Piknic Électronik Melbourne | Credit: Hardie Grant Books

Richie McNeill: 10 Events That Define the History of Hardware

Australian electronic music culture has been significantly shaped by Richie McNeill’s Hardware Group. McNeill, who’s also known as DJ Richie Rich, established Hardware in Melbourne in 1991 and went on to launch events such as Apollo, Two Tribes and Stereosonic.

To celebrate three decades of parties, tours and festivals, McNeill is staging ‘Hardware 30: True Faith’ this December, with shows in Sydney, Melbourne and Brisbane. Alongside the anniversary tour – which is headlined by Richie Hawtin – McNeill is launching the book, Tales from The Dancefloor, in November. For a taster of what’s inside, McNeill highlights 10 milestones in Hardware’s history.

Richie McNeill on the Highlights of Hardware’s 30-Year History

Hardware 1 (1991)

This is where it all began. Willie, Hess and I DJing on a door placed on lockers – forget about OH&S back then – to a sellout crowd of 600 in a rowing club on the Yarra River. $15 tickets – wild.

Happy Valley 2 (1992)

DJ Abel Toro’s outdoor rave in Sydney. I drove up with Richard and Heidi John from Every Picture Tells a Story and we had a blast. Incredible music, incredible vibe and one of the best events I have ever been to. It was early days, the music was pure, the scene was sincere and the place full of vibe and love. Generational.

Cosmic Baby (1993)

Melbourne was becoming a global hotspot at this stage. The scene was growing at a fast rate and trance music was taking the world by storm. Cosmic Baby was the pioneer of melodic trance and we were one of the first countries outside of Germany he played – and one of the first countries to embrace the emotional trance sound in general.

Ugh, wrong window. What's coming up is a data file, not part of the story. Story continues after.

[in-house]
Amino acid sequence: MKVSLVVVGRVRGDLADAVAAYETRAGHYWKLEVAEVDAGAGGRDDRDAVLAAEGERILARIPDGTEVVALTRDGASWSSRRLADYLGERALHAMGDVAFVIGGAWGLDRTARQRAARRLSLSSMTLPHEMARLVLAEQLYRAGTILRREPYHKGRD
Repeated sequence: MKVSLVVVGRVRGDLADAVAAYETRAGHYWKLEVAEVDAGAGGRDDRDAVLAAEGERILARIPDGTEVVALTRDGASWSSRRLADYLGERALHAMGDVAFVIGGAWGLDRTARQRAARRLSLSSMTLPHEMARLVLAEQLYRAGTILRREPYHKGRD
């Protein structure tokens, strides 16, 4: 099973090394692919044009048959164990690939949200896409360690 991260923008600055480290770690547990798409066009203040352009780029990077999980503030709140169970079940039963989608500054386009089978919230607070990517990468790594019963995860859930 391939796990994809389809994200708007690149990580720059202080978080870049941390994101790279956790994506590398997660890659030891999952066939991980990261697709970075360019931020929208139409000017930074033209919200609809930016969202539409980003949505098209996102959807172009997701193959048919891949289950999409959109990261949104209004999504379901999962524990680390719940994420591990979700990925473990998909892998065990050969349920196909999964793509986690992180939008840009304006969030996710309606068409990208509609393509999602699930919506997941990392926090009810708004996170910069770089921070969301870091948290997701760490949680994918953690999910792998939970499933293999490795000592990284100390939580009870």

Hardware 5 – Laurent Garnier (1994)

Laurent Garnier’s first trip to Australia and first rave of over 5000 people. He played for six hours (I gave him my set) and this is when I fell in love with his music. To me, he’s the greatest and this took Melbourne to another level.

Transatlantic with Richie Hawtin

As a one off, we held it in Shed 15 at Docklands. Is there a better technical DJ pushing the boundaries of performance and musical construction? This show was special in so many ways.


    Richie Hawtin | Credit: Kellie Dene

Apollo (1998)

This was Australia’s first national dance festival and we managed to snag Daft Punk before they were massive, Basement Jaxx, Fluke, Speedy J, Jeff Mills etc. It lost a lot of money and was ahead of its time. It was an incredible two shows and launched into Two Tribes, Summadayze and the rest is history.

Two Tribes (1999)

Hardware and Future joined forces after a double booking of the same venue, and a year after Apollo, the travelling circus of dance music began winning countless awards and we had a truly national festival across the country paving the way for Good Vibrations, Summadayze, Park Life, V Festival and more.

Welcome 2000 (1999)

Record breaking show of 15,000+ taking us into the new millennium with an incredible lineup (Jeff Mills, CJ Boland, Honeysmack, Voitek, Jason Digby) and the best fireworks I have seen, ever.

Stereosonic (2008)

Global Gathering and its Australian representatives tried to take us out on the same two weekends of Stereosonic. It was make or break then. We were either going to survive or be buried by the mega-promoters trying to take us down. It didn’t work out well for them.

Piknic Électronik (2019)

Nina Kraviz closing what was a huge 10,000 pax crowd on our biggest season before Covid. Perfect weather, all female lineup and incredible performances by Laura King and Kiti B2B with Chiara Kickdrum.

    HardwareNina Kraviz | Credit: Jess Middleton

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